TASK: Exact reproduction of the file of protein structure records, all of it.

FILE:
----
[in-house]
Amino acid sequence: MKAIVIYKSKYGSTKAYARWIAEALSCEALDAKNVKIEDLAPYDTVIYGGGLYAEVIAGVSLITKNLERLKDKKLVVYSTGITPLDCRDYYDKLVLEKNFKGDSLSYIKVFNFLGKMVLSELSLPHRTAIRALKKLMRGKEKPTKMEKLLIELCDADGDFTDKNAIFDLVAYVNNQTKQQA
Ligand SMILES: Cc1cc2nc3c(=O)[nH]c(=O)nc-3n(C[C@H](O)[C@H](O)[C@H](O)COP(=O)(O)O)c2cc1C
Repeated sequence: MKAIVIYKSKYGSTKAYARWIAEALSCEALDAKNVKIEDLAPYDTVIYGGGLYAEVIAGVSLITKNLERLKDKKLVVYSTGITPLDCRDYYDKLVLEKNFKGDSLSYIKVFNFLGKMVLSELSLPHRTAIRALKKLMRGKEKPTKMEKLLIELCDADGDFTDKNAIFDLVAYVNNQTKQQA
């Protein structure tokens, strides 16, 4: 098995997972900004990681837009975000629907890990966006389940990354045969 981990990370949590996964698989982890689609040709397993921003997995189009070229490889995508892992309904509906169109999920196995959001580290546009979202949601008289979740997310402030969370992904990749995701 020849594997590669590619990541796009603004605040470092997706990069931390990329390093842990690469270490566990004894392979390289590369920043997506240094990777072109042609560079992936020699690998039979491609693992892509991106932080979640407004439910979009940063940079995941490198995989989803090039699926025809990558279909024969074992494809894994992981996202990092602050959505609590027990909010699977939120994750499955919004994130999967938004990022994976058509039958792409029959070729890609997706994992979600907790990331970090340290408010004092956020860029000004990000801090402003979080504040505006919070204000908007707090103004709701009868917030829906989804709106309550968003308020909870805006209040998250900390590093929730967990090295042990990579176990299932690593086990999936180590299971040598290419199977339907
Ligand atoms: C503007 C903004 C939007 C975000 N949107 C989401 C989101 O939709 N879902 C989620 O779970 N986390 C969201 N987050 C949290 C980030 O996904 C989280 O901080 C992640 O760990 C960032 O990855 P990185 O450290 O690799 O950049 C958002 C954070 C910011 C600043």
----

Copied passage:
[in-house]
Amino acid sequence: MKAIVIYKSKYGSTKAYARWIAEALSCEALDAKNVKIEDLAPYDTVIYGGGLYAEVIAGVSLITKNLERLKDKKLVVYSTGITPLDCRDYYDKLVLEKNFKGDSLSYIKVFNFLGKMVLSELSLPHRTAIRALKKLMRGKEKPTKMEKLLIELCDADGDFTDKNAIFDLVAYVNNQTKQQA
Ligand SMILES: Cc1cc2nc3c(=O)[nH]c(=O)nc-3n(C[C@H](O)[C@H](O)[C@H](O)COP(=O)(O)O)c2cc1C
Repeated sequence: MKAIVIYKSKYGSTKAYARWIAEALSCEALDAKNVKIEDLAPYDTVIYGGGLYAEVIAGVSLITKNLERLKDKKLVVYSTGITPLDCRDYYDKLVLEKNFKGDSLSYIKVFNFLGKMVLSELSLPHRTAIRALKKLMRGKEKPTKMEKLLIELCDADGDFTDKNAIFDLVAYVNNQTKQQA
């Protein structure tokens, strides 16, 4: 098995997972900004990681837009975000629907890990966006389940990354045969 981990990370949590996964698989982890689609040709397993921003997995189009070229490889995508892992309904509906169109999920196995959001580290546009979202949601008289979740997310402030969370992904990749995701 020849594997590669590619990541796009603004605040470092997706990069931390990329390093842990690469270490566990004894392979390289590369920043997506240094990777072109042609560079992936020699690998039979491609693992892509991106932080979640407004439910979009940063940079995941490198995989989803090039699926025809990558279909024969074992494809894994992981996202990092602050959505609590027990909010699977939120994750499955919004994130999967938004990022994976058509039958792409029959070729890609997706994992979600907790990331970090340290408010004092956020860029000004990000801090402003979080504040505006919070204000908007707090103004709701009868917030829906989804709106309550968003308020909870805006209040998250900390590093929730967990090295042990990579176990299932690593086990999936180590299971040598290419199977339907
Ligand atoms: C503007 C903004 C939007 C975000 N949107 C989401 C989101 O939709 N879902 C989620 O779970 N986390 C969201 N987050 C949290 C980030 O996904 C989280 O901080 C992640 O760990 C960032 O990855 P990185 O450290 O690799 O950049 C958002 C954070 C910011 C600043």